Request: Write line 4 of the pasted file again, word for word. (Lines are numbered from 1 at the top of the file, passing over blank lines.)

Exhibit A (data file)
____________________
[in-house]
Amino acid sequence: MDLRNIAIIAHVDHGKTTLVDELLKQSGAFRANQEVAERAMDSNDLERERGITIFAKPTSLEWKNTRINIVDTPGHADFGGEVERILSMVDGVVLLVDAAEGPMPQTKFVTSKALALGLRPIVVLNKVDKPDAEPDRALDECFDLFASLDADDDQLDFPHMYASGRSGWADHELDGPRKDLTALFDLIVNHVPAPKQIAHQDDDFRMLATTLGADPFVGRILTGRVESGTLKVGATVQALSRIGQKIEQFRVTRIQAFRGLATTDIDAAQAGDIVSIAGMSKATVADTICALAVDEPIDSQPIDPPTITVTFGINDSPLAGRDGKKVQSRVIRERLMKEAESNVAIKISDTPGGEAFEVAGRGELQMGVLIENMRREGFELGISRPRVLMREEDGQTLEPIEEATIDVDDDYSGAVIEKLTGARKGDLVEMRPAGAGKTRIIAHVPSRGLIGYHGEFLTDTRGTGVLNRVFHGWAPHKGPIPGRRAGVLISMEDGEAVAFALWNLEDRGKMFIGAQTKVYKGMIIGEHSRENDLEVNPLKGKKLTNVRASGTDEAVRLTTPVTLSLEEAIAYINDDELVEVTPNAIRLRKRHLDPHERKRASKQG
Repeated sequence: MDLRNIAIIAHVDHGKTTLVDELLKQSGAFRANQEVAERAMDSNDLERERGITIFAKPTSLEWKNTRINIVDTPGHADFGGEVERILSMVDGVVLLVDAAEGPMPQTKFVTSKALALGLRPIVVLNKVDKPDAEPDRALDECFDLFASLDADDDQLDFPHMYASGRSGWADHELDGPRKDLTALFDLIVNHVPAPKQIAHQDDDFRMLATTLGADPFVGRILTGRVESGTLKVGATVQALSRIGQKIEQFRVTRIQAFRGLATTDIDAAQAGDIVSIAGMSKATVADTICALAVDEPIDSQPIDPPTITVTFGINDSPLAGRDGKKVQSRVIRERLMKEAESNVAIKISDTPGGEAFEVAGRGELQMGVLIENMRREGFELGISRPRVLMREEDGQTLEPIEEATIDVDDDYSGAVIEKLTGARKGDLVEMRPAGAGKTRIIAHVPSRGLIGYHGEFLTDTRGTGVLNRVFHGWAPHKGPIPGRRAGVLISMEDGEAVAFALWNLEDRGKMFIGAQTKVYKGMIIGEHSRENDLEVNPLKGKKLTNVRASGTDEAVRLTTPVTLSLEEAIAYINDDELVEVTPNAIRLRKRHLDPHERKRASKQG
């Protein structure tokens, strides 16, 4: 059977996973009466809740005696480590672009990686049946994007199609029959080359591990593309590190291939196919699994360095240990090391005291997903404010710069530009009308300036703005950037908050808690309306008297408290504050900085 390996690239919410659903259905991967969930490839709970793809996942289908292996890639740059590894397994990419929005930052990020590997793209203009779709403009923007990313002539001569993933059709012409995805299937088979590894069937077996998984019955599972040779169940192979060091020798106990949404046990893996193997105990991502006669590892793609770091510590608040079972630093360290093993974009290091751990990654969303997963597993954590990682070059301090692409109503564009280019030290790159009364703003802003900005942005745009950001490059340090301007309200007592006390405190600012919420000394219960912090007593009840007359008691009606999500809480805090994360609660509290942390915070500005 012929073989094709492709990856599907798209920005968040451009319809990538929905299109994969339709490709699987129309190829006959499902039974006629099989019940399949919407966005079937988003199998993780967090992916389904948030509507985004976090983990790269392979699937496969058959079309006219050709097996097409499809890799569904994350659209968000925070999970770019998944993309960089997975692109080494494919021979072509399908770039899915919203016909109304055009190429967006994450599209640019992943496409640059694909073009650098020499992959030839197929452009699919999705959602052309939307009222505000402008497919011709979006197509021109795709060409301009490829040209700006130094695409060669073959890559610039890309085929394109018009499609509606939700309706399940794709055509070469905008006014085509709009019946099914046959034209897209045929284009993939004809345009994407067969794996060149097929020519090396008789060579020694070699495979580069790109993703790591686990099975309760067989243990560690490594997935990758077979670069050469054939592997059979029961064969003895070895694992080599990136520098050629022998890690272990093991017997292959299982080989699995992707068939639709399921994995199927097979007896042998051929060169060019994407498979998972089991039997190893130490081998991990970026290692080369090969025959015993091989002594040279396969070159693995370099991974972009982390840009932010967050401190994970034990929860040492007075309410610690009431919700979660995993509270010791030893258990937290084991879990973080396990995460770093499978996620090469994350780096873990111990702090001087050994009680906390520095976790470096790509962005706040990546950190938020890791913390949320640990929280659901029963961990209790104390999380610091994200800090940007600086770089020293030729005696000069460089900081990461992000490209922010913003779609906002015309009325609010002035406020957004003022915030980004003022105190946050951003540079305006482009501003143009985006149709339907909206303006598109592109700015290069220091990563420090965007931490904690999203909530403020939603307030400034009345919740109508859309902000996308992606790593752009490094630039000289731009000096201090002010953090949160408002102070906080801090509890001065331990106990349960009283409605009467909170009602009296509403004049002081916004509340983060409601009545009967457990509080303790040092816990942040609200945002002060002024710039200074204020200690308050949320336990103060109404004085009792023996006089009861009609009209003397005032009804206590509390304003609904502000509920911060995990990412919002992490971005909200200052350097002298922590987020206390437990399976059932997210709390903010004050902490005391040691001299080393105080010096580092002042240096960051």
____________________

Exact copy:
């Protein structure tokens, strides 16, 4: 059977996973009466809740005696480590672009990686049946994007199609029959080359591990593309590190291939196919699994360095240990090391005291997903404010710069530009009308300036703005950037908050808690309306008297408290504050900085 390996690239919410659903259905991967969930490839709970793809996942289908292996890639740059590894397994990419929005930052990020590997793209203009779709403009923007990313002539001569993933059709012409995805299937088979590894069937077996998984019955599972040779169940192979060091020798106990949404046990893996193997105990991502006669590892793609770091510590608040079972630093360290093993974009290091751990990654969303997963597993954590990682070059301090692409109503564009280019030290790159009364703003802003900005942005745009950001490059340090301007309200007592006390405190600012919420000394219960912090007593009840007359008691009606999500809480805090994360609660509290942390915070500005 012929073989094709492709990856599907798209920005968040451009319809990538929905299109994969339709490709699987129309190829006959499902039974006629099989019940399949919407966005079937988003199998993780967090992916389904948030509507985004976090983990790269392979699937496969058959079309006219050709097996097409499809890799569904994350659209968000925070999970770019998944993309960089997975692109080494494919021979072509399908770039899915919203016909109304055009190429967006994450599209640019992943496409640059694909073009650098020499992959030839197929452009699919999705959602052309939307009222505000402008497919011709979006197509021109795709060409301009490829040209700006130094695409060669073959890559610039890309085929394109018009499609509606939700309706399940794709055509070469905008006014085509709009019946099914046959034209897209045929284009993939004809345009994407067969794996060149097929020519090396008789060579020694070699495979580069790109993703790591686990099975309760067989243990560690490594997935990758077979670069050469054939592997059979029961064969003895070895694992080599990136520098050629022998890690272990093991017997292959299982080989699995992707068939639709399921994995199927097979007896042998051929060169060019994407498979998972089991039997190893130490081998991990970026290692080369090969025959015993091989002594040279396969070159693995370099991974972009982390840009932010967050401190994970034990929860040492007075309410610690009431919700979660995993509270010791030893258990937290084991879990973080396990995460770093499978996620090469994350780096873990111990702090001087050994009680906390520095976790470096790509962005706040990546950190938020890791913390949320640990929280659901029963961990209790104390999380610091994200800090940007600086770089020293030729005696000069460089900081990461992000490209922010913003779609906002015309009325609010002035406020957004003022915030980004003022105190946050951003540079305006482009501003143009985006149709339907909206303006598109592109700015290069220091990563420090965007931490904690999203909530403020939603307030400034009345919740109508859309902000996308992606790593752009490094630039000289731009000096201090002010953090949160408002102070906080801090509890001065331990106990349960009283409605009467909170009602009296509403004049002081916004509340983060409601009545009967457990509080303790040092816990942040609200945002002060002024710039200074204020200690308050949320336990103060109404004085009792023996006089009861009609009209003397005032009804206590509390304003609904502000509920911060995990990412919002992490971005909200200052350097002298922590987020206390437990399976059932997210709390903010004050902490005391040691001299080393105080010096580092002042240096960051």